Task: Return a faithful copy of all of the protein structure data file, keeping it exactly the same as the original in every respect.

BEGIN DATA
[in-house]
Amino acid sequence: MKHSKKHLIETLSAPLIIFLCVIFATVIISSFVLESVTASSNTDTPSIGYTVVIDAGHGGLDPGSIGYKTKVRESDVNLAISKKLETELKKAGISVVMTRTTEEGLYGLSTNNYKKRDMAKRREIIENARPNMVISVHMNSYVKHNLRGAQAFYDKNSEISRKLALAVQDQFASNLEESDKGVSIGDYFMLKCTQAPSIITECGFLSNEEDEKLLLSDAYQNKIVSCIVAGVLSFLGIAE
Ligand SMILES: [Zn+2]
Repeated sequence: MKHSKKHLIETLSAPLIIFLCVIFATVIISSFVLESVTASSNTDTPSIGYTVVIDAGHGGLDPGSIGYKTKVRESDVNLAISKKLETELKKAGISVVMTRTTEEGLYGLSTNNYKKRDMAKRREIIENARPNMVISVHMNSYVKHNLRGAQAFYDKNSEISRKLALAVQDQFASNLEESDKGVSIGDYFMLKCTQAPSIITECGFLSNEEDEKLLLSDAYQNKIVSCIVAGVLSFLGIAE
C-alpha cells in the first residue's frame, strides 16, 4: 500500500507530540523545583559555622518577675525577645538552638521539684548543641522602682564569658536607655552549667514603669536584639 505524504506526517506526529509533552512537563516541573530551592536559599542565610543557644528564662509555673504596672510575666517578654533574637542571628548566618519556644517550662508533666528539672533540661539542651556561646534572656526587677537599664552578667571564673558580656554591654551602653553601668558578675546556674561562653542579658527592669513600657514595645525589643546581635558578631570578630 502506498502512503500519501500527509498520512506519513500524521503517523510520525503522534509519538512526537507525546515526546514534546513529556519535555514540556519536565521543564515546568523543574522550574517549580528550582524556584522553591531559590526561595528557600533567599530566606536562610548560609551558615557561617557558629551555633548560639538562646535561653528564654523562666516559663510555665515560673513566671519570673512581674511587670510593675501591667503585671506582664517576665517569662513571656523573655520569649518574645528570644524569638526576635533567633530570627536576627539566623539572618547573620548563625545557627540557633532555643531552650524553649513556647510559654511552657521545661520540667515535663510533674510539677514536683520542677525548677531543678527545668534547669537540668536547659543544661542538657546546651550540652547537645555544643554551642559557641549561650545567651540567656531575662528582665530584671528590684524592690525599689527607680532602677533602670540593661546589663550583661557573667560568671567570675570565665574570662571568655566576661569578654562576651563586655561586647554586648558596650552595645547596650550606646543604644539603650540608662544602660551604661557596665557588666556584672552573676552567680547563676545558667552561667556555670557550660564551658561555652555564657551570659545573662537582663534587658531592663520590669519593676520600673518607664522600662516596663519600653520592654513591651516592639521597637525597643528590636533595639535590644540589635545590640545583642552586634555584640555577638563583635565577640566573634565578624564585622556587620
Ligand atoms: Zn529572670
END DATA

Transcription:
[in-house]
Amino acid sequence: MKHSKKHLIETLSAPLIIFLCVIFATVIISSFVLESVTASSNTDTPSIGYTVVIDAGHGGLDPGSIGYKTKVRESDVNLAISKKLETELKKAGISVVMTRTTEEGLYGLSTNNYKKRDMAKRREIIENARPNMVISVHMNSYVKHNLRGAQAFYDKNSEISRKLALAVQDQFASNLEESDKGVSIGDYFMLKCTQAPSIITECGFLSNEEDEKLLLSDAYQNKIVSCIVAGVLSFLGIAE
Ligand SMILES: [Zn+2]
Repeated sequence: MKHSKKHLIETLSAPLIIFLCVIFATVIISSFVLESVTASSNTDTPSIGYTVVIDAGHGGLDPGSIGYKTKVRESDVNLAISKKLETELKKAGISVVMTRTTEEGLYGLSTNNYKKRDMAKRREIIENARPNMVISVHMNSYVKHNLRGAQAFYDKNSEISRKLALAVQDQFASNLEESDKGVSIGDYFMLKCTQAPSIITECGFLSNEEDEKLLLSDAYQNKIVSCIVAGVLSFLGIAE
C-alpha cells in the first residue's frame, strides 16, 4: 500500500507530540523545583559555622518577675525577645538552638521539684548543641522602682564569658536607655552549667514603669536584639 505524504506526517506526529509533552512537563516541573530551592536559599542565610543557644528564662509555673504596672510575666517578654533574637542571628548566618519556644517550662508533666528539672533540661539542651556561646534572656526587677537599664552578667571564673558580656554591654551602653553601668558578675546556674561562653542579658527592669513600657514595645525589643546581635558578631570578630 502506498502512503500519501500527509498520512506519513500524521503517523510520525503522534509519538512526537507525546515526546514534546513529556519535555514540556519536565521543564515546568523543574522550574517549580528550582524556584522553591531559590526561595528557600533567599530566606536562610548560609551558615557561617557558629551555633548560639538562646535561653528564654523562666516559663510555665515560673513566671519570673512581674511587670510593675501591667503585671506582664517576665517569662513571656523573655520569649518574645528570644524569638526576635533567633530570627536576627539566623539572618547573620548563625545557627540557633532555643531552650524553649513556647510559654511552657521545661520540667515535663510533674510539677514536683520542677525548677531543678527545668534547669537540668536547659543544661542538657546546651550540652547537645555544643554551642559557641549561650545567651540567656531575662528582665530584671528590684524592690525599689527607680532602677533602670540593661546589663550583661557573667560568671567570675570565665574570662571568655566576661569578654562576651563586655561586647554586648558596650552595645547596650550606646543604644539603650540608662544602660551604661557596665557588666556584672552573676552567680547563676545558667552561667556555670557550660564551658561555652555564657551570659545573662537582663534587658531592663520590669519593676520600673518607664522600662516596663519600653520592654513591651516592639521597637525597643528590636533595639535590644540589635545590640545583642552586634555584640555577638563583635565577640566573634565578624564585622556587620
Ligand atoms: Zn529572670